YES, you can get an internship after college, you just have to be strategic.
If you’re reading this article, chances are you already know it’s hard to get an internship after graduation. While there are a few companies that allow post-graduation internships, it isn’t very common. Luckily, there are ways to work around the system and increase your odds of getting one.
- Deciding if interning post-grad is right for you
- How to get an internship after graduation
- Other post-grad options
Deciding if interning after graduation is right for you
There are lots of good reasons for wanting an internship after graduation. Maybe you finally qualify for your dream internship, but your graduation date is getting in the way. Maybe you want to do an internship to make money before grad school. Whatever your reason, there are ways to work around the system to get you there.
However, if you want to do an internship after graduating because you feel like you don’t have enough experience under your belt to get a full-time job, you might want to reconsider. This is simply imposture syndrome. The truth of the matter is that no entry-level employee has any idea what they’re doing, and hiring managers expect that. If a hiring manager wants an entry-level engineer, they have to be okay with training that engineer from scratch. If they’re not willing to do that, they shouldn’t be looking for an entry-level employee.
Also, realize that internships and full-time jobs are not the only options for recent engineering graduates. Click here to read about alternative jobs for recent engineering graduates. Options like being a contractor, technician, or drafter can be great stepping stones for engineers.
How to get an internship after graduation
1. Apply to graduate school (you dont have to go!)
How it works
When looking at internship requirements, there is usually a requirement that says something along the lines of “Currently working on completion of a bachelor’s or master’s degree in related field” or “Must be enrolled in an accredited undergraduate or graduate degree program”. What this really means is you must be planning on being enrolled in a degree program for the fall semester following your summer internship. What they don’t tell you is you don’t have to actually attend the program.
I’ve seen multiple cases where one of my intern friends is planning on going to grad school in the fall. Halfway through the summer, they realize they like working in industry and change their mind about grad school. The company only cares that you have an acceptance letter before your start date. There is no penalty for deciding you no longer want to attend.
If you are applying to internships before you get an acceptance letter, just make sure to let your recruiter/HR know that you plan to attend graduate school in the fall. If you are applying to graduate schools online, make sure to add a line for graduate school on your resume and list a later graduation date. You don’t want to be automatically not considered because of your undergraduate graduation date. They will probably allow you to interview, you just won’t be allowed to start until you have an acceptance letter in hand.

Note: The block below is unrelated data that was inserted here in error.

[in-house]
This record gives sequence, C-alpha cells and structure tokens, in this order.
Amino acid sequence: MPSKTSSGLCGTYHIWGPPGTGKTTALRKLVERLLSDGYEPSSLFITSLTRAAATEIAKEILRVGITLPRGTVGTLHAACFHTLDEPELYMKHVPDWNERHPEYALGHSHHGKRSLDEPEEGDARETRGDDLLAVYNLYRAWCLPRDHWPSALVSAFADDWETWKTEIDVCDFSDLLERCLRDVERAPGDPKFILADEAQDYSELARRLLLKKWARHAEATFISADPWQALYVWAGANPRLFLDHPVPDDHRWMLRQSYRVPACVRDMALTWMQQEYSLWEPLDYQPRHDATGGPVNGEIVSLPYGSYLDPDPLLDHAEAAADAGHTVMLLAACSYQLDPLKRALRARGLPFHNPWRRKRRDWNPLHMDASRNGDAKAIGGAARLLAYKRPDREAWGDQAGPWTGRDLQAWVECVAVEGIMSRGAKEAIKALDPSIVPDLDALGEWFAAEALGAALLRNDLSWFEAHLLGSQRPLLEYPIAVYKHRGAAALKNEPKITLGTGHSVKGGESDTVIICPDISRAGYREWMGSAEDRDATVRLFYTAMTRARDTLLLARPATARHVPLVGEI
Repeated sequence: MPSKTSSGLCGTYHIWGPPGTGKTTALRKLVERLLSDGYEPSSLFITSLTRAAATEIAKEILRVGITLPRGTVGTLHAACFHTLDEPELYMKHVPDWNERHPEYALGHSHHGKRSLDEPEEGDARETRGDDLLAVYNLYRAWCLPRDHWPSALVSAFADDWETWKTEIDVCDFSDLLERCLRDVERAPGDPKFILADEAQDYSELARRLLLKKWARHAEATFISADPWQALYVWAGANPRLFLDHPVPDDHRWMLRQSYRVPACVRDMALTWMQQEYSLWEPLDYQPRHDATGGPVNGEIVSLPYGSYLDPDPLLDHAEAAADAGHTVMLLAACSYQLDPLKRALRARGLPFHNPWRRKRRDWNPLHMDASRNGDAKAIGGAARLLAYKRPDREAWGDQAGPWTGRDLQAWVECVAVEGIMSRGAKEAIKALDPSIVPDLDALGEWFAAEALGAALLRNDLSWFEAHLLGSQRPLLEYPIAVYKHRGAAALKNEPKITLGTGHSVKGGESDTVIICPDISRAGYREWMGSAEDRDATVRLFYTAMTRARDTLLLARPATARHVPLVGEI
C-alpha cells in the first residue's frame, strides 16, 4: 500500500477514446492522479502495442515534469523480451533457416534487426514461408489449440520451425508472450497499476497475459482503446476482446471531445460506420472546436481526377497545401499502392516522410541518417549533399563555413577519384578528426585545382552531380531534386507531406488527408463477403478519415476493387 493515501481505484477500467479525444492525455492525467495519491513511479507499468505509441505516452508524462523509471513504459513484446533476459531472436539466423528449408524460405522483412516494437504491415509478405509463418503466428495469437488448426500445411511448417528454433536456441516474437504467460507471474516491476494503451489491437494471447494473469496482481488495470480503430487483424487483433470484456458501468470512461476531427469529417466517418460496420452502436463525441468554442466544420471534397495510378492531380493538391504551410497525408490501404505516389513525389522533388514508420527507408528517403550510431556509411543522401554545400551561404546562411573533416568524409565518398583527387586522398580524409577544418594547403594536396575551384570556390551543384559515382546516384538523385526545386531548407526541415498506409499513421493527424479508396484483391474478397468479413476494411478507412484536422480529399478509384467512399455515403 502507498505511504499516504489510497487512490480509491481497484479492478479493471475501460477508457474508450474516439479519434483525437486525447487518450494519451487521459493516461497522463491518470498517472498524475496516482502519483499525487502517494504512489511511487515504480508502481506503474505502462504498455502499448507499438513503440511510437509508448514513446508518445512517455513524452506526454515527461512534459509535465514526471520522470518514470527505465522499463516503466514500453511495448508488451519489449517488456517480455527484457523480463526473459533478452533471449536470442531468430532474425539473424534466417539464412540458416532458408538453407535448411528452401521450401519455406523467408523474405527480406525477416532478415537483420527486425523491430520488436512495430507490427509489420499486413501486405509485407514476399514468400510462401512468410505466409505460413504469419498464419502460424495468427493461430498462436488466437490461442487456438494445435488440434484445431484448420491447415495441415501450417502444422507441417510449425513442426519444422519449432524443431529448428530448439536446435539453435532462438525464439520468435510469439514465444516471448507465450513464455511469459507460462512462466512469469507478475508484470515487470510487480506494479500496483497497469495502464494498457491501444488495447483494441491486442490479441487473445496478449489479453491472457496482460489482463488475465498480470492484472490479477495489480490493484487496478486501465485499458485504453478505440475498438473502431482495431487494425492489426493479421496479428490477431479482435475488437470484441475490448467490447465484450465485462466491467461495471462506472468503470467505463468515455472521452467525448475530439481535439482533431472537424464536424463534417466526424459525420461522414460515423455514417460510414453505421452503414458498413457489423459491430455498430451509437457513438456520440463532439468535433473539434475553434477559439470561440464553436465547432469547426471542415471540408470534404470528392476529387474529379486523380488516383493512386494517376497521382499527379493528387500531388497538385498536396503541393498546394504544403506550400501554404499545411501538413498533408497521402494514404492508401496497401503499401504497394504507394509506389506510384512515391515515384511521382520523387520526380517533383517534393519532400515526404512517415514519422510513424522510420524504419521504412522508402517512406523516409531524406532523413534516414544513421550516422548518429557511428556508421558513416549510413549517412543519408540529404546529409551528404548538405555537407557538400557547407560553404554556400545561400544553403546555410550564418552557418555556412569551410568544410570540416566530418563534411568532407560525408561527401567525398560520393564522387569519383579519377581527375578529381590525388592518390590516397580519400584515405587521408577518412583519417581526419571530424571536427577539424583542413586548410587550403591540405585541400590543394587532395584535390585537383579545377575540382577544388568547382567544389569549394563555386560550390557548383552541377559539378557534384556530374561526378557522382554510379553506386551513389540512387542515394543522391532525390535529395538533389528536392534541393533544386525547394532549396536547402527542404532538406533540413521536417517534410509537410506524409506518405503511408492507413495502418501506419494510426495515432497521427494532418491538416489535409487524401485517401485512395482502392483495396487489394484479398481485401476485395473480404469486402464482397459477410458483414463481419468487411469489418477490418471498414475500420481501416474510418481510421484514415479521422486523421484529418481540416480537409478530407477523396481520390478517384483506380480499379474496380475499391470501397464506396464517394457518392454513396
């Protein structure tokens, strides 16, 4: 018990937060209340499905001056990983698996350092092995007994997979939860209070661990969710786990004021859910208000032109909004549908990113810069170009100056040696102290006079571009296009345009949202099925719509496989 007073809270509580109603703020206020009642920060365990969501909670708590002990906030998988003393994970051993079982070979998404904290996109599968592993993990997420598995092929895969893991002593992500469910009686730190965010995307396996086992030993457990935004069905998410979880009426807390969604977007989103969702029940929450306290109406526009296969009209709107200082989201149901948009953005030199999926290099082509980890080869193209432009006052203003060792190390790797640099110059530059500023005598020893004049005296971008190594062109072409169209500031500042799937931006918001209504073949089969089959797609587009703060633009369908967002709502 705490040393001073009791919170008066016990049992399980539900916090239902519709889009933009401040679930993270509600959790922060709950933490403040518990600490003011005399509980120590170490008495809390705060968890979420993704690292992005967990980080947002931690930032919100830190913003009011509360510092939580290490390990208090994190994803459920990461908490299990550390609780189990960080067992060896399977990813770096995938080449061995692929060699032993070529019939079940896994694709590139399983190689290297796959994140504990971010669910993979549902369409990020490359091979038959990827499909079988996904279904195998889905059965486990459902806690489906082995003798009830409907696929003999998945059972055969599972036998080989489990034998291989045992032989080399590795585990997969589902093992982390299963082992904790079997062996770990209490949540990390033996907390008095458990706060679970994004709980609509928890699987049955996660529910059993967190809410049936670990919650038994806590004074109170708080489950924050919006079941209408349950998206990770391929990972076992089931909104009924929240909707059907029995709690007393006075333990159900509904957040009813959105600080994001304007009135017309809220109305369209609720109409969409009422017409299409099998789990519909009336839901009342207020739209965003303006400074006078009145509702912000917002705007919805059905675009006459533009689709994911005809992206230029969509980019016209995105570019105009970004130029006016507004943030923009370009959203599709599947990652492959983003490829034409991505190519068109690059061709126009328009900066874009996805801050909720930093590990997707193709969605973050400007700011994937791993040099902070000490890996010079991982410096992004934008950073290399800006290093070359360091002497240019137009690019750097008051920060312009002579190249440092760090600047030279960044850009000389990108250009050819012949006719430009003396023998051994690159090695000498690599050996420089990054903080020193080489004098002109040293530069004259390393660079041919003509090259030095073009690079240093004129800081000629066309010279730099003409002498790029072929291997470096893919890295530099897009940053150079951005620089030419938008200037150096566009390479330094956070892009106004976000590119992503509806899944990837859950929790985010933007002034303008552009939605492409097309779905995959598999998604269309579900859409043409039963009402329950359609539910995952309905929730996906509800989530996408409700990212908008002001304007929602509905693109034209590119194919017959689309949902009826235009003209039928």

If you are already planning on or thinking about attending grad school, this is a great option! However, if you are not, the downside to this method is it takes time and money to get accepted to grad school, and the earlier you start the better. You will also likely have to take the GRE. When looking for a grad school to get into for the sake of an internship, look for schools that offer rolling admissions or application decisions by May. To increase your odds of getting into a grad school, look for ones that have particularly high admission rates.
10 accredited schools that have a graduate degree acceptance rate of over 60%:
|Average GRE Score
|Washington University in St. Louis
|Arizona State University – Tempe
|University of Kansas
|University of Kentucky
|University of New Hampshire
|University of North Texas
|University of Maryland – Baltimore County
|Illinois Institute of Technology
|University of Denver
2. Find a company that allows post-grad interns
This option is harder. There aren’t many companies that will allow interns who are not enrolled in school. However, here are some tips to increase your odds of finding one
- Look for job postings that don’t say anything about being enrolled in a program in the qualifications list. Either the company allows it, or they assume graduates wouldn’t be looking for an intern position. Go through the interview process as normal and chances are if your interviewer likes you, they will advocate for you to HR.
- Look at smaller companies. Smaller companies are less likely to have large intern programs with strict qualifications.
- Make sure you include a cover letter in your application. Include your situation in your cover letter, explain why you are looking for an intern position and confirm that you are willing to work for intern pay and benefits.
Other post-grad options
While it might seem like internships are the only way to attain your first engineering position, that is not the case. If you are having trouble finding full-time positions, you may want to look for alternative entry-level positions that employers actually like MORE than internship experience. These positions include being a contractor, technician, or drafter. Click here to read more about these options, what they are, and the benefits and downsides of each.